ike many of the physicalspaces we frequentedbefore the pandemicbegan, the credit unionbranch can be associated with aform of longing – longing for thedays when we could enter a public place without wearing a mask,when our only concern about acrowded business was how longthe wait might be, and where wecould strike up a conversationwith a stranger without worryingabout stepping too close to them.
While digital tools have done afine job of allowing us to completefunctional tasks without having togo out in public, entering a physical, shared space delivers a sort ofmagic that can’t be replicated online. Walk inside a business, andthe combination of colors, designs, scents and sounds that havebeen carefully selected for thespace will influence the way youperceive that business’s brand. Interact with others, and you’ll havethe advantage of interpreting nonverbal cues and body language,build chemistry and develop relationships – all things that aredifficult to achieve over a screen.
And of course, there won’t be any
awkward moments of technology
going awry, like frozen screens
and dropped connections.
Despite the ramping up ofdigital banking that’s occurred atcredit unions this past year, we’velearned that the branch channelstill isn’t going anywhere. There’ssomething about having a physical presence in a community thatnot only can’t be reproduced virtually, but that plays a key role ingrowth and business development for credit unions.
CU Times has been revisiting thetopic of credit union branch evolution annually for the past several years. In 2019, leaders in theindustry were talking about howthe branch was beginning to lookdifferent – no more roped off linesin front of a teller wall, “universal”employees who roamed around anopen space wielding tablets andtaking a consultative approach toservice, and pod-like structureswith interactive screens wereamong the big themes discussed.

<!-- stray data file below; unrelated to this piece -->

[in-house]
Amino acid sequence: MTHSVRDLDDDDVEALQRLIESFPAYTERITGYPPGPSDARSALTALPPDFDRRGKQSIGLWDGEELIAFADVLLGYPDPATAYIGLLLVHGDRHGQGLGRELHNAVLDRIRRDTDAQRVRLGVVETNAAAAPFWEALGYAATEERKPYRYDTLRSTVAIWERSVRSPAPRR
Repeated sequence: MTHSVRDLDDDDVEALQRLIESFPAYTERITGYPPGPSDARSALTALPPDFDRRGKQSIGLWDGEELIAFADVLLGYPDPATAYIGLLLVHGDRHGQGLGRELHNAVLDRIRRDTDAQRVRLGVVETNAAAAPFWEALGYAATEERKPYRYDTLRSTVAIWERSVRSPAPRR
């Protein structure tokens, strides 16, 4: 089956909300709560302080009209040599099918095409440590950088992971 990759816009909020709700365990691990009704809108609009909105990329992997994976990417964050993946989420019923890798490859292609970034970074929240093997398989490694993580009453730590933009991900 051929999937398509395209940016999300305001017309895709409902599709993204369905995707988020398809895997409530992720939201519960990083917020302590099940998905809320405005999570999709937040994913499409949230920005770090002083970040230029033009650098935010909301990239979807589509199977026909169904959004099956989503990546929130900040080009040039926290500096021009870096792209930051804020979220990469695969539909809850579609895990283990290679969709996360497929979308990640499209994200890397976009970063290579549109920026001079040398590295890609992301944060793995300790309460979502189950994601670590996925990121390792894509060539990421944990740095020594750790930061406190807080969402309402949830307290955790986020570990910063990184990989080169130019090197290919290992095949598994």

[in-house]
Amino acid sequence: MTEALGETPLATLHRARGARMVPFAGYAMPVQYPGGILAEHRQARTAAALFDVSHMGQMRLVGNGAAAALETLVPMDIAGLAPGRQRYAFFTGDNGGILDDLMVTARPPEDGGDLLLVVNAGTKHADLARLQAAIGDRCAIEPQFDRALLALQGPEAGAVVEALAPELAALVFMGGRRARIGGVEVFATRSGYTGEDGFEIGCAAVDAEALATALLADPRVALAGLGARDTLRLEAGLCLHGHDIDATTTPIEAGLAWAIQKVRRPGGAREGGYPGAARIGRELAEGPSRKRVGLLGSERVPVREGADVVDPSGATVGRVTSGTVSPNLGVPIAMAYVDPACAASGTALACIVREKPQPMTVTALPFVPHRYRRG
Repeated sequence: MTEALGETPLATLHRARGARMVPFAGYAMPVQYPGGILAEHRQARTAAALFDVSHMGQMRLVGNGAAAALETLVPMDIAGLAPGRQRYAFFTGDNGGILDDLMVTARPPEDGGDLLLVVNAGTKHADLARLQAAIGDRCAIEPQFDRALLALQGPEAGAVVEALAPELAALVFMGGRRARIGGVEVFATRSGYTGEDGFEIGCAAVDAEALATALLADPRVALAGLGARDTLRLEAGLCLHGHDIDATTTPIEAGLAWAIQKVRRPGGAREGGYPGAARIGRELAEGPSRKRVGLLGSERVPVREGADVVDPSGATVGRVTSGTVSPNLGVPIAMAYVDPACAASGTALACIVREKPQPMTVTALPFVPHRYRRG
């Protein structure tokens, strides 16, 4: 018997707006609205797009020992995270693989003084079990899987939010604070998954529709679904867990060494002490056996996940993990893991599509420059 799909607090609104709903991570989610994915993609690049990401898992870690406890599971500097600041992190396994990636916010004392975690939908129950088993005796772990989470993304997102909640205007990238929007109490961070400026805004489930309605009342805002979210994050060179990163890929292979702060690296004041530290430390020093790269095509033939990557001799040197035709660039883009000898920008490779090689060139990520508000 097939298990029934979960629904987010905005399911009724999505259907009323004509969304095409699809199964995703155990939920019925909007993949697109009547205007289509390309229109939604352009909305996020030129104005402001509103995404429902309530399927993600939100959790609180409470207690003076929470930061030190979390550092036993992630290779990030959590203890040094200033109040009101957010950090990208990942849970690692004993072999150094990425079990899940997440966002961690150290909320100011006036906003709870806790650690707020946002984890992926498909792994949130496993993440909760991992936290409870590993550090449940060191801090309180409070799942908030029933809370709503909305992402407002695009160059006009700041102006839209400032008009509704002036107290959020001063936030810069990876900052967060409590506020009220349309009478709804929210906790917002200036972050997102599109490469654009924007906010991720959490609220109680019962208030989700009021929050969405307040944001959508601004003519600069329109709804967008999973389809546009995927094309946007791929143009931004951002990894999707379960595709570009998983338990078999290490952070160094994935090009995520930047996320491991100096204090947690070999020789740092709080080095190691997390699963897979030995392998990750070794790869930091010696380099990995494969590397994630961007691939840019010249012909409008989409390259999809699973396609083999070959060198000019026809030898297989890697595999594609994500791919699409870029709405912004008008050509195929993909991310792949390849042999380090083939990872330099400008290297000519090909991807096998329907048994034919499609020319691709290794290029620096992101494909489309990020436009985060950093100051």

Last year, with everythingclosed, credit unions quickly pivoted to drive-thru and appoint-ment-only models, and saw theirdigital and self-service investments being put to the ultimatetest without warning. Those thathad already taken the plunge withtools like ITMs pre-pandemicwere thankful they did so whilethose that didn’t were experiencing some form of regret.
Now, a year into varying levelsof business capacity restrictions,we’re reflecting on how the pandemic has shaped the branchchannel further – how our circumstances have forced creditunion leaders to change the waythey think about the branch, aswell as how they’ve acceleratedsome trends that were already inmotion pre-pandemic.
I recently spoke with expertsfrom Fiserv, the fintech and coreprocessing giant based in Brookfield, Wis., and Strategic ResourceManagement (SRM), a Memphis,Tenn.-based consulting firmserving banks and credit unions,about what the future holds forcredit union branches and identified these four takeaways:
Credit union branch net-
works are being rationalized. Bill
Handel, vice president of research
for Raddon, a Fiserv company,
shared that the number of finan-
cial institution branches has been
declining since 2008, and in 2020,
about 60% of them happened
among large banks that had gener-
ously peppered the maps of metro
areas with their locations. Since
credit union branches haven’t
multiplied at the pace big bank
branches have, the absence of foot
traffic seen in 2020 didn’t require
them to reduce their branch count
at the same scale. Instead, credit
unions have focused on increas-
ing efficiency throughout their
branch network and ensuring it
meets the needs of their member-
ship. “Think of it as branch ratio-
nalization, not closure – making